In my last post I suggested mission, unity and spiritual direction belong together and most traditions have a balance of all three. In my next post, I will return to the theme of unity but in this one I will review the diverse approaches to formation across the traditions. I am aware this review will be nowhere near complete and so would welcome suggestions of other approaches to formation I do not cover here.
Primarily, I am interested in formation of lay people. Ministers, priests and religious have long periods of formation, as part of their training and continuing development. However, my intention is to highlight how formation is an important dimension to the mission of the church. Without the formation of laity, there will be no retention of church members.
There are of course many formal approaches to formation. Spiritual direction is generally available to anyone who seeks it. It is possibly more common in some traditions. It can be available on a one to one basis, perhaps over a limited period of time. Retreats are another popular option. Groups can also meet for formation. Wesley's classes and mission bands in the 18th and 19th centuries were successful approaches to formation, where dedicated ministers were scarce. Even today, bible study groups and some fresh expressions consciously address the formation of their members.
There are other ways in which people are formed by their churches. Regular attendance at church services is not tribalism; it is a (perhaps residual) approach to formation. For Methodists the singing of hymns and prayerful use of the hymn book has traditionally contributed to the formation of Methodists.
In the Catholic Church regular attendance at Mass is an approach to formation, as is their sacrament of reconciliation. I remember facilitating a mission audit of two churches in the mid-nineties. One was the Methodist and the other was a Catholic Church (illustrated). They were across the road from each other and we called a joint meeting to look at the mission activities of the two churches together.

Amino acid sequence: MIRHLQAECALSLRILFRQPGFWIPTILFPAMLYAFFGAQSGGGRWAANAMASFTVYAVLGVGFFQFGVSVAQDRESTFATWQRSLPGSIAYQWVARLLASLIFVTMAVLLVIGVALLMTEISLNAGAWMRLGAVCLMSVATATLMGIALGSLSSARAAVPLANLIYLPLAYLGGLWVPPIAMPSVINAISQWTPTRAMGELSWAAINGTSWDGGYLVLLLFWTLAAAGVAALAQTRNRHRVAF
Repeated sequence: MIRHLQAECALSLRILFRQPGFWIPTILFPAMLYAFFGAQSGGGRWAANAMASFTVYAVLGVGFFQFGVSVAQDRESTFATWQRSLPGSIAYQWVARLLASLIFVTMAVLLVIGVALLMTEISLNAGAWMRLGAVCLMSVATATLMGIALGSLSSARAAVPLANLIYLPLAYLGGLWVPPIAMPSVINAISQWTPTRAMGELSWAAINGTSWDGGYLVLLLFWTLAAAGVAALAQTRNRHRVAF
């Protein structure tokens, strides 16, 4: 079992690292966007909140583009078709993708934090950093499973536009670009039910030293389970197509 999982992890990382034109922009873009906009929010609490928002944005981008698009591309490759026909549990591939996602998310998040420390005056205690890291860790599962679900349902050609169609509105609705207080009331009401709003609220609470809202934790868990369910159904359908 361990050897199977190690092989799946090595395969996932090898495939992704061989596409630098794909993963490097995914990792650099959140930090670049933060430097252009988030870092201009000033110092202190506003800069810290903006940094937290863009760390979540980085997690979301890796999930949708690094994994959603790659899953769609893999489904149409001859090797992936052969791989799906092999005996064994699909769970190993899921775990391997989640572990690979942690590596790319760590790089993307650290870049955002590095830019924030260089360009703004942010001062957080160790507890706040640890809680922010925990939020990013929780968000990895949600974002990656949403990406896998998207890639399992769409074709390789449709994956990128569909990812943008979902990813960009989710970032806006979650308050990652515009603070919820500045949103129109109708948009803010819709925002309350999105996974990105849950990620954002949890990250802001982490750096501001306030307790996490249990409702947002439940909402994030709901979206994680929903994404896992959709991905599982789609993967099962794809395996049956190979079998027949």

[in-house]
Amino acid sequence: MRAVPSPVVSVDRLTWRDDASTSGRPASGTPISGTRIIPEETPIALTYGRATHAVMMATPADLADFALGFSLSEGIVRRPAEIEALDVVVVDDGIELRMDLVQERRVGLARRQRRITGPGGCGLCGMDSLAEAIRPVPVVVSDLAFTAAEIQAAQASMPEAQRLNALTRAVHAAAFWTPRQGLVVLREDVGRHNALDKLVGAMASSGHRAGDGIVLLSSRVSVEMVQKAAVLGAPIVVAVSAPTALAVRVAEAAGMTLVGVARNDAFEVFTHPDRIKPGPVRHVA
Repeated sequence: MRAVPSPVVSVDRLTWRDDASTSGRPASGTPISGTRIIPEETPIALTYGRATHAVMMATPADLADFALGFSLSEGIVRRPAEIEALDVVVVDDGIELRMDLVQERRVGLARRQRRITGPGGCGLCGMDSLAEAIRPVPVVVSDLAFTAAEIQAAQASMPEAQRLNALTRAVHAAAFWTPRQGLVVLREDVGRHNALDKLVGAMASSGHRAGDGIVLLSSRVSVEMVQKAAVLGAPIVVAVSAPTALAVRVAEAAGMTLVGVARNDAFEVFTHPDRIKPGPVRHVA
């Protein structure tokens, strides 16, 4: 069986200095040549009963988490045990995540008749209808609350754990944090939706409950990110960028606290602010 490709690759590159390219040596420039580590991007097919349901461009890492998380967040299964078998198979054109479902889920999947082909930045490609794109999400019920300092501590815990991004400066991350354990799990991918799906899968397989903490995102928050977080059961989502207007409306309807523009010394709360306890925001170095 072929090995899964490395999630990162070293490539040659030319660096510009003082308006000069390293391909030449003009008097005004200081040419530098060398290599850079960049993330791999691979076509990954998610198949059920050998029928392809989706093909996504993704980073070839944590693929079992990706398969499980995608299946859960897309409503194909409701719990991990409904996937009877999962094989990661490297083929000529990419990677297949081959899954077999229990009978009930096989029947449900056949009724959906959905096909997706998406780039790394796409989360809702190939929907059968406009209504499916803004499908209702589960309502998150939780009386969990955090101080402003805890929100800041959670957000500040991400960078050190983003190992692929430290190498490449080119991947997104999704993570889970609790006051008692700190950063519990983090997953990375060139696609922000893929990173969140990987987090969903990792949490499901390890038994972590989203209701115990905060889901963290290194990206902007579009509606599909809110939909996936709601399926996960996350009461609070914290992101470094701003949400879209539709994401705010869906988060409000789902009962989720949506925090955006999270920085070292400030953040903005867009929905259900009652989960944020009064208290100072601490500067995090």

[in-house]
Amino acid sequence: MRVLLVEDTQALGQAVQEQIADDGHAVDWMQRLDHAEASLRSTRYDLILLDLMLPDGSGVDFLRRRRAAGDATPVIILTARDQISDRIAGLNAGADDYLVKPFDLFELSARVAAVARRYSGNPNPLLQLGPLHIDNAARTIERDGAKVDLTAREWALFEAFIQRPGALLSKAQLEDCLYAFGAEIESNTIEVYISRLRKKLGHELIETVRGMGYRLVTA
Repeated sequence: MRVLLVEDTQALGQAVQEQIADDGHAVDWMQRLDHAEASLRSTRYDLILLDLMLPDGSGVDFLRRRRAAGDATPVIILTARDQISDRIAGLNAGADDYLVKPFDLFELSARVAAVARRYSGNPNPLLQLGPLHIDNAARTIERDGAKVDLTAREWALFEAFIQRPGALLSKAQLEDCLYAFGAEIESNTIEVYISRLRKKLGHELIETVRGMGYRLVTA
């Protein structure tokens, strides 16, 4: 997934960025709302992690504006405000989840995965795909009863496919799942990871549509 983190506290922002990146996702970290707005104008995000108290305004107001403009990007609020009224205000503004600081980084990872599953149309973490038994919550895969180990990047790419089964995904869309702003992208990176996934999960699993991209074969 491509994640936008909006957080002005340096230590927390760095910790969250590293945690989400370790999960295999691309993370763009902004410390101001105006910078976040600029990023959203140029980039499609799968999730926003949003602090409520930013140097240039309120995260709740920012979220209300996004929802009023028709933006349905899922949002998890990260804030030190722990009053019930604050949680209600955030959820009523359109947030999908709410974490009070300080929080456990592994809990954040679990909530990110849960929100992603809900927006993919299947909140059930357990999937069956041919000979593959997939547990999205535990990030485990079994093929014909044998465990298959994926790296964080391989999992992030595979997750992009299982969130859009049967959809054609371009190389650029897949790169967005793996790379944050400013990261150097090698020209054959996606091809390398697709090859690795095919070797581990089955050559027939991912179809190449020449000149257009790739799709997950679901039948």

The Priest was a little apologetic before the meeting, as he believed the Methodists were far more active than the Catholics. So, we sat down and filled a side of flipchart paper with the activities of the Methodist Church. This was a respectable result, much as everyone anticipated. The Catholics started rather slowly and then as confidence increased easily filled a second and then a third sheet.
The difference between the two churches was, I suppose, the Catholics did not normally discuss their mission activities. I suspect the work of the Priest in the formation of the people led to their missionary activity. The Priest was not terribly interested in leading mission, he focused on formation and left the rest to God.
Some ministers, like Wesley, are able to do both effectively but it is likely the minister who focuses solely on mission, will not be as effective as the minister whose sole interest is formation. Formation equips the church for mission. Mission on its own is likely to be activist.
Indeed, what we have here is a restatement, perhaps in ecclesiological terms, of praxis. This is the recognition that action and reflection are both needed for effective ministry. And this does of course lead to the question, if action and reflection are sufficient, is unity really necessary?